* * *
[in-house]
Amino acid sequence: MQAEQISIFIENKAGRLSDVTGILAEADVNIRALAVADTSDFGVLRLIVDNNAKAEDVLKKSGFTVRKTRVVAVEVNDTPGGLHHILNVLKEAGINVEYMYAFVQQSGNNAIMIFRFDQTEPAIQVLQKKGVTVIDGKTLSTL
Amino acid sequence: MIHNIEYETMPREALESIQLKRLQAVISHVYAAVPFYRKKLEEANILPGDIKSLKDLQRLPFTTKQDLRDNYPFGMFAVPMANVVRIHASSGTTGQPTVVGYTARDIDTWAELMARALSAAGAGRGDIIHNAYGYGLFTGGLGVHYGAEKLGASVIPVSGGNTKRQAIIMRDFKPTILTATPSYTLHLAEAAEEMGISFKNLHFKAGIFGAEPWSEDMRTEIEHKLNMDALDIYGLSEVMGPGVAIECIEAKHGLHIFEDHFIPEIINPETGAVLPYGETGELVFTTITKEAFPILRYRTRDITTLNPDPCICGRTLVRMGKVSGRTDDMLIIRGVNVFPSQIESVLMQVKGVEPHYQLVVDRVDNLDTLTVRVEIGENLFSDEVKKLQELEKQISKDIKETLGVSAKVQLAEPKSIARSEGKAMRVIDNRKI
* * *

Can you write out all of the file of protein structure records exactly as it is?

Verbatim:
[in-house]
Amino acid sequence: MQAEQISIFIENKAGRLSDVTGILAEADVNIRALAVADTSDFGVLRLIVDNNAKAEDVLKKSGFTVRKTRVVAVEVNDTPGGLHHILNVLKEAGINVEYMYAFVQQSGNNAIMIFRFDQTEPAIQVLQKKGVTVIDGKTLSTL
Amino acid sequence: MIHNIEYETMPREALESIQLKRLQAVISHVYAAVPFYRKKLEEANILPGDIKSLKDLQRLPFTTKQDLRDNYPFGMFAVPMANVVRIHASSGTTGQPTVVGYTARDIDTWAELMARALSAAGAGRGDIIHNAYGYGLFTGGLGVHYGAEKLGASVIPVSGGNTKRQAIIMRDFKPTILTATPSYTLHLAEAAEEMGISFKNLHFKAGIFGAEPWSEDMRTEIEHKLNMDALDIYGLSEVMGPGVAIECIEAKHGLHIFEDHFIPEIINPETGAVLPYGETGELVFTTITKEAFPILRYRTRDITTLNPDPCICGRTLVRMGKVSGRTDDMLIIRGVNVFPSQIESVLMQVKGVEPHYQLVVDRVDNLDTLTVRVEIGENLFSDEVKKLQELEKQISKDIKETLGVSAKVQLAEPKSIARSEGKAMRVIDNRKI